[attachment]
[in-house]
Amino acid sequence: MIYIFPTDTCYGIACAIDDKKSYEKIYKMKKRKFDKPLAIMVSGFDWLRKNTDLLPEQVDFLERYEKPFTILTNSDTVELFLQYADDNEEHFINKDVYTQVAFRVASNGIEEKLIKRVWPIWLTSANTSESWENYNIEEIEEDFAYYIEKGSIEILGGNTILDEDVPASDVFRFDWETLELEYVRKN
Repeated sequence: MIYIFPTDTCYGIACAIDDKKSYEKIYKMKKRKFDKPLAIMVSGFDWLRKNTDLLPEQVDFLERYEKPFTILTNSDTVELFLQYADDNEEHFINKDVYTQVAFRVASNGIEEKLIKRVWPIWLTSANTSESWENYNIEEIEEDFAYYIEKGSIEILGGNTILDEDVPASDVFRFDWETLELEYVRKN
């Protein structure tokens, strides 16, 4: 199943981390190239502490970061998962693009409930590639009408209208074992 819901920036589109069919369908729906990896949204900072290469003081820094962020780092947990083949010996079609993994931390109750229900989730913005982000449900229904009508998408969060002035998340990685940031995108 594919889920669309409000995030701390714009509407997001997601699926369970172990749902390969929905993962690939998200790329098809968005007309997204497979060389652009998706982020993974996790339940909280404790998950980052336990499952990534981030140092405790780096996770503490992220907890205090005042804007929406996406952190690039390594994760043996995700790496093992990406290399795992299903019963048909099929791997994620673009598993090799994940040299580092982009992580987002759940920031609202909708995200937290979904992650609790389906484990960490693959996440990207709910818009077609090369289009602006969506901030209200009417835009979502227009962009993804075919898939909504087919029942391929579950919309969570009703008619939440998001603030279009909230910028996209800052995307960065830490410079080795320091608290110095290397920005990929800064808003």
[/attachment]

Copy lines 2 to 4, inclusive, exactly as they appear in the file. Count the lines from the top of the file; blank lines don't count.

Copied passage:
Amino acid sequence: MIYIFPTDTCYGIACAIDDKKSYEKIYKMKKRKFDKPLAIMVSGFDWLRKNTDLLPEQVDFLERYEKPFTILTNSDTVELFLQYADDNEEHFINKDVYTQVAFRVASNGIEEKLIKRVWPIWLTSANTSESWENYNIEEIEEDFAYYIEKGSIEILGGNTILDEDVPASDVFRFDWETLELEYVRKN
Repeated sequence: MIYIFPTDTCYGIACAIDDKKSYEKIYKMKKRKFDKPLAIMVSGFDWLRKNTDLLPEQVDFLERYEKPFTILTNSDTVELFLQYADDNEEHFINKDVYTQVAFRVASNGIEEKLIKRVWPIWLTSANTSESWENYNIEEIEEDFAYYIEKGSIEILGGNTILDEDVPASDVFRFDWETLELEYVRKN
């Protein structure tokens, strides 16, 4: 199943981390190239502490970061998962693009409930590639009408209208074992 819901920036589109069919369908729906990896949204900072290469003081820094962020780092947990083949010996079609993994931390109750229900989730913005982000449900229904009508998408969060002035998340990685940031995108 594919889920669309409000995030701390714009509407997001997601699926369970172990749902390969929905993962690939998200790329098809968005007309997204497979060389652009998706982020993974996790339940909280404790998950980052336990499952990534981030140092405790780096996770503490992220907890205090005042804007929406996406952190690039390594994760043996995700790496093992990406290399795992299903019963048909099929791997994620673009598993090799994940040299580092982009992580987002759940920031609202909708995200937290979904992650609790389906484990960490693959996440990207709910818009077609090369289009602006969506901030209200009417835009979502227009962009993804075919898939909504087919029942391929579950919309969570009703008619939440998001603030279009909230910028996209800052995307960065830490410079080795320091608290110095290397920005990929800064808003």